Great Vietnamese regional cooking – Pho for those in the know:
Hands up who’s been to a Chinese restaurant? Everyone – unless you’ve just arrived in London from another planet. The same is probably true for Thai and Japanese restaurants which are now on almost every local high street. On the other hand, Vietnamese places like the excellent Mien Tay are still a fairly rare sight.
In recent years, however, they have been slowly becoming more visible – and now they even have their own named cluster, the Pho Mile, a spread of a dozen or so Vietnamese eateries in hipster Shoreditch. But then Shoreditch is a part of London where you’ll find every kind of World cuisine – even Burmese at Lahpet for instance.
Mien Tay is on that restaurant strip but also has other branches around London, in Fulham, Wood Green and Battersea with each one run by a family member. The Mien Tay name comes from the family’s home region around the lush and fertile Mekong Delta and its cuisine, therefore, contains a wide variety of meat, fish, herbs and vegetables combined in lots of lovely ways.
Five minutes’ walk up from Clapham Junction station Mien Tay’s Battersea outpost is a bright, no fuss place, where the welcome is a warm and friendly one. The tables are fun – each containing a mini-tableau of a Vietnamese village scene covered by a glass top.
Mien Tay’s drinks list has been thoughtfully put together to complement the wide range of food and flavours and has recommendations for what European or New World white, red or rose wine (very reasonably priced) goes with what dish. Wanting to be as authentic as possible, we went for the imported (very drinkable) Saigon beer instead.
The food arrives pretty fast so it’s an idea to order starters, eat them, and then order again as you go. To begin, we decided on the spring rolls – these were tastily stuffed with a minced up mixture of chicken and prawns in a roughly textured and crunchy coating served with a sweet chilli dip.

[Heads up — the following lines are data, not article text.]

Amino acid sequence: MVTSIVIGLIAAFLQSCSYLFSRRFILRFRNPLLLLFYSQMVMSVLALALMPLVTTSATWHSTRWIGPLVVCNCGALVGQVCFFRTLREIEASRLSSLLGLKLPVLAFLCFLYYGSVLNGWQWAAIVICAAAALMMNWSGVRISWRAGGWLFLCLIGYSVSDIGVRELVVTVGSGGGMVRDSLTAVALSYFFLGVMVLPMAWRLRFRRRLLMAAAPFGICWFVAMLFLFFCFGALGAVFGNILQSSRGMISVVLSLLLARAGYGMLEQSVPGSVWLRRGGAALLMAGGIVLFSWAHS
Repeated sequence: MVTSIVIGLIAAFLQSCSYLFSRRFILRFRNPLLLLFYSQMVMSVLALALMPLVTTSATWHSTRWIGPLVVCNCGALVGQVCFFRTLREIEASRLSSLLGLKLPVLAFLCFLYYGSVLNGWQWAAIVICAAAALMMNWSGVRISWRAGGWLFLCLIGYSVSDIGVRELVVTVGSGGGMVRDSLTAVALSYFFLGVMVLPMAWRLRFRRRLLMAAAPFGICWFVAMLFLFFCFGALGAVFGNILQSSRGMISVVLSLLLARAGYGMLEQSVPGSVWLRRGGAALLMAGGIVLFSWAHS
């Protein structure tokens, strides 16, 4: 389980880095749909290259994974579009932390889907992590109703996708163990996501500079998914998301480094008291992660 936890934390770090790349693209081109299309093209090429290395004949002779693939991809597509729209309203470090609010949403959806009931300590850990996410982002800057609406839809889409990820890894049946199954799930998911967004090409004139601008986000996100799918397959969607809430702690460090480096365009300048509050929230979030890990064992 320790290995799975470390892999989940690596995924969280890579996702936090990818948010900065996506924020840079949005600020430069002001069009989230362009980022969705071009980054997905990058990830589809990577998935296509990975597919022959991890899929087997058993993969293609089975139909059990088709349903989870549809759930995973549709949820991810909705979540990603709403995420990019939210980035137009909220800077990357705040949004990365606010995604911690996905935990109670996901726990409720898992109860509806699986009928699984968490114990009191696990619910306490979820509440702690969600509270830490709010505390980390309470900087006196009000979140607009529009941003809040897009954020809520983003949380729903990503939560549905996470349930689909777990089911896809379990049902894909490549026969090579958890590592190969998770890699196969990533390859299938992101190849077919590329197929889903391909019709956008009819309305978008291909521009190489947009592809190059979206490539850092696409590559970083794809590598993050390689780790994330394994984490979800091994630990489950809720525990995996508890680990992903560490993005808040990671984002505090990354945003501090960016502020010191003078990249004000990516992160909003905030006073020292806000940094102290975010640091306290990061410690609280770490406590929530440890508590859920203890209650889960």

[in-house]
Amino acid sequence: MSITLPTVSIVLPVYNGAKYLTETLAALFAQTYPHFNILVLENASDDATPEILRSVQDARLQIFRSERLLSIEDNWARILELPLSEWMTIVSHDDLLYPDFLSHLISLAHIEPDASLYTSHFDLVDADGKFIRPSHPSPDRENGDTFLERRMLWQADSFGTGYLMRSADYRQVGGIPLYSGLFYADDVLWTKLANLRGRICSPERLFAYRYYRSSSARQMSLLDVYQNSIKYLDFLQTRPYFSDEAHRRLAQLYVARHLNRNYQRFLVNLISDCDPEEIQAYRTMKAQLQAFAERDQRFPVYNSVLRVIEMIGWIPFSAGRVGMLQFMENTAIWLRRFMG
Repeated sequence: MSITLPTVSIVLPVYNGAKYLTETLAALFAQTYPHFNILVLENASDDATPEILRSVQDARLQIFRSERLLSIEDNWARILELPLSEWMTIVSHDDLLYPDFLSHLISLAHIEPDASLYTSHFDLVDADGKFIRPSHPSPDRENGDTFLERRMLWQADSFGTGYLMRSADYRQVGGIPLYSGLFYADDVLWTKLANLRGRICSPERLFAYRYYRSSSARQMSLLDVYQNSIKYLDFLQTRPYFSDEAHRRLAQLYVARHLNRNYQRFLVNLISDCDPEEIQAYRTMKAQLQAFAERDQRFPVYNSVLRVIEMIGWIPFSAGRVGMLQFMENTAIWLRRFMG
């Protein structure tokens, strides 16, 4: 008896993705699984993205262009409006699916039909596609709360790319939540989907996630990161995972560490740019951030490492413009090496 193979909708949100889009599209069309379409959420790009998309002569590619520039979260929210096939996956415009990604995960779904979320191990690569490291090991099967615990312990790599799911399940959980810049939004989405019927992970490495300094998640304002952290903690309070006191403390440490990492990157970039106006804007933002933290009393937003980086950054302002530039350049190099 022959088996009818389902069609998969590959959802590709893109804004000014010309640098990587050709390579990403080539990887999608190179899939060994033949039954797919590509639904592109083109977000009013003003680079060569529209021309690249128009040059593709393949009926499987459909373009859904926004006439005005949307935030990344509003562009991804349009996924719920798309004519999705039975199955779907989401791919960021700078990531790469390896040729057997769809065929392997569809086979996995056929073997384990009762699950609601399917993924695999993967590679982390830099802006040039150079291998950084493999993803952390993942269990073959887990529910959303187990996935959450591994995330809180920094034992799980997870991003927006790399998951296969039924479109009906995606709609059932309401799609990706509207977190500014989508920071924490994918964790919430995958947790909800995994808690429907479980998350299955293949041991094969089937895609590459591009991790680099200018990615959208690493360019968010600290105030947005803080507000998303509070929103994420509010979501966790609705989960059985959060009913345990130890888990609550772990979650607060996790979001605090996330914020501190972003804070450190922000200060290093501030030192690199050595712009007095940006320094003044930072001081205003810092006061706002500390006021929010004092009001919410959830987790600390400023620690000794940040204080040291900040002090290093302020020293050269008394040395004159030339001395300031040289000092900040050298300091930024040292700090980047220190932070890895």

One of Mien Tay’s most popular dishes is the chargrilled quail with honey, garlic and spices and it wasn’t hard to see why. The honey gave the quail a barbecue taste which was rather good in itself but the dip (made with salt, pepper, lime juice and a little wasabi) added a special extra dimension. Eaten with fingers, it was a greasy-chinned treat.
Having never tried catfish, let alone one from the Mekong Delta, next up we had to go for the stewed Mekong catfish. The meat was nicely fatty and firm, not unlike salmon we thought, served with plain rice and a deeply flavoured fish and dark soy sauce. Really tasty.
As the restaurant has been highly praised (by A A Gill no less) for its Pho (pronounced ‘fuh’), Vietnam’s national dish, we had to have it and chose the Pho Tai Nạm. In the bowl was beef broth, sliced beef brisket, noodles (which seemed to be two feet long) and coriander, to which we added bean sprouts, lime and some fabulous Thai basil with its strong aniseed taste. Very tasty. (But maybe not something to choose for a first date – it’s quite a splashy dish. Tip: wear old clothes or a bib…)
Desserts were mainly ice cream so we tried the Vietnamese taro ball (a root vegetable cooked to a gnocchi-like texture) in coconut milk with coconut slices, served hot.
What we had to eat can only give you a glimpse of the range of dishes on offer at Mien Tay. You could probably go for lunch and dinner for a month and still find something different to try. It would all be really flavoursome – and you’d probably be healthier at the end of it.
Although it has common elements with Chinese, Vietnamese food is absolutely distinct, based on a mix of sweet and sour, salt and hot flavours from cane sugar, citrus juice, fish sauce and chillis. Add that and more to frog’s legs, goat or seabass, let alone chicken, prawn or pork, and it’s no surprise Mien Tay is so popular – even on cold, wet Tuesday nights.
‘’Mien Tay may well be the best Vietnamese restaurant in London” said A A Gill. He would certainly know and who am I to disagree?
180 Lavender Hill
Tel: 020 7350 0721
Opening Times: Monday-Thursday 12.00pm to 3.00pm then 5.00pm to last orders 11.00pm
Friday-Saturday 12.00pm to last orders 11.00pm
Sunday 12.00pm to last orders 10.00pm